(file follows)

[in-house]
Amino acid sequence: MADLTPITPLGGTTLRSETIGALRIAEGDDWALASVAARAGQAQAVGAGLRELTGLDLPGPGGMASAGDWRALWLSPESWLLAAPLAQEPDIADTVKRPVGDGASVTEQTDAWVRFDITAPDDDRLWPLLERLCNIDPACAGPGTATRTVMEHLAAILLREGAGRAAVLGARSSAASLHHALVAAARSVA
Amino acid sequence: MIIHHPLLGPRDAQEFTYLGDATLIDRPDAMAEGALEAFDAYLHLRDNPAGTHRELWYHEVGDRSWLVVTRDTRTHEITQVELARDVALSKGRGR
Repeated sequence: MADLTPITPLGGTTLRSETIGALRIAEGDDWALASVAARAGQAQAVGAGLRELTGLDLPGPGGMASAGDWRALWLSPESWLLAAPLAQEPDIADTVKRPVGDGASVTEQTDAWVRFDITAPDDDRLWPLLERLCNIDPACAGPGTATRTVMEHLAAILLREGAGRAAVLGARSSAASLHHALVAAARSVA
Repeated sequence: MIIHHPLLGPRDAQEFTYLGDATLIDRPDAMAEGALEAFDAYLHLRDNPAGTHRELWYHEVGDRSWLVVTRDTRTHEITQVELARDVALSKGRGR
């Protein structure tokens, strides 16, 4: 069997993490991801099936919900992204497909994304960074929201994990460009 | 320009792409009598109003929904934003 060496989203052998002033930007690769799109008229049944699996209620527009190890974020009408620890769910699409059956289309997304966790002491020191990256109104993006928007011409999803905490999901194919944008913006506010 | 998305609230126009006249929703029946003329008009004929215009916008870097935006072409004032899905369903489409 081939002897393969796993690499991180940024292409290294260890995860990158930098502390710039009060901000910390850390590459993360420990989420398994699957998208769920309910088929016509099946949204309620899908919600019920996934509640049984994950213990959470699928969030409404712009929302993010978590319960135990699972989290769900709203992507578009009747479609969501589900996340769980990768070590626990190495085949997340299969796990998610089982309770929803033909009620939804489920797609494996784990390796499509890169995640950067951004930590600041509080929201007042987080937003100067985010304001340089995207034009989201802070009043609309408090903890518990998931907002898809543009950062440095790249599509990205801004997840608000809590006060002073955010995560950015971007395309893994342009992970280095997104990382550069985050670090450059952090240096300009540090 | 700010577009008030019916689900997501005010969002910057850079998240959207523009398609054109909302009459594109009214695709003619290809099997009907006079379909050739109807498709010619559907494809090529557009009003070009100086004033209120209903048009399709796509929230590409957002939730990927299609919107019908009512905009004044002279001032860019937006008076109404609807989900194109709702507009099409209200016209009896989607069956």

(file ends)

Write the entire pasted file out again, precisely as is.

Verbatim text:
[in-house]
Amino acid sequence: MADLTPITPLGGTTLRSETIGALRIAEGDDWALASVAARAGQAQAVGAGLRELTGLDLPGPGGMASAGDWRALWLSPESWLLAAPLAQEPDIADTVKRPVGDGASVTEQTDAWVRFDITAPDDDRLWPLLERLCNIDPACAGPGTATRTVMEHLAAILLREGAGRAAVLGARSSAASLHHALVAAARSVA
Amino acid sequence: MIIHHPLLGPRDAQEFTYLGDATLIDRPDAMAEGALEAFDAYLHLRDNPAGTHRELWYHEVGDRSWLVVTRDTRTHEITQVELARDVALSKGRGR
Repeated sequence: MADLTPITPLGGTTLRSETIGALRIAEGDDWALASVAARAGQAQAVGAGLRELTGLDLPGPGGMASAGDWRALWLSPESWLLAAPLAQEPDIADTVKRPVGDGASVTEQTDAWVRFDITAPDDDRLWPLLERLCNIDPACAGPGTATRTVMEHLAAILLREGAGRAAVLGARSSAASLHHALVAAARSVA
Repeated sequence: MIIHHPLLGPRDAQEFTYLGDATLIDRPDAMAEGALEAFDAYLHLRDNPAGTHRELWYHEVGDRSWLVVTRDTRTHEITQVELARDVALSKGRGR
């Protein structure tokens, strides 16, 4: 069997993490991801099936919900992204497909994304960074929201994990460009 | 320009792409009598109003929904934003 060496989203052998002033930007690769799109008229049944699996209620527009190890974020009408620890769910699409059956289309997304966790002491020191990256109104993006928007011409999803905490999901194919944008913006506010 | 998305609230126009006249929703029946003329008009004929215009916008870097935006072409004032899905369903489409 081939002897393969796993690499991180940024292409290294260890995860990158930098502390710039009060901000910390850390590459993360420990989420398994699957998208769920309910088929016509099946949204309620899908919600019920996934509640049984994950213990959470699928969030409404712009929302993010978590319960135990699972989290769900709203992507578009009747479609969501589900996340769980990768070590626990190495085949997340299969796990998610089982309770929803033909009620939804489920797609494996784990390796499509890169995640950067951004930590600041509080929201007042987080937003100067985010304001340089995207034009989201802070009043609309408090903890518990998931907002898809543009950062440095790249599509990205801004997840608000809590006060002073955010995560950015971007395309893994342009992970280095997104990382550069985050670090450059952090240096300009540090 | 700010577009008030019916689900997501005010969002910057850079998240959207523009398609054109909302009459594109009214695709003619290809099997009907006079379909050739109807498709010619559907494809090529557009009003070009100086004033209120209903048009399709796509929230590409957002939730990927299609919107019908009512905009004044002279001032860019937006008076109404609807989900194109709702507009099409209200016209009896989607069956």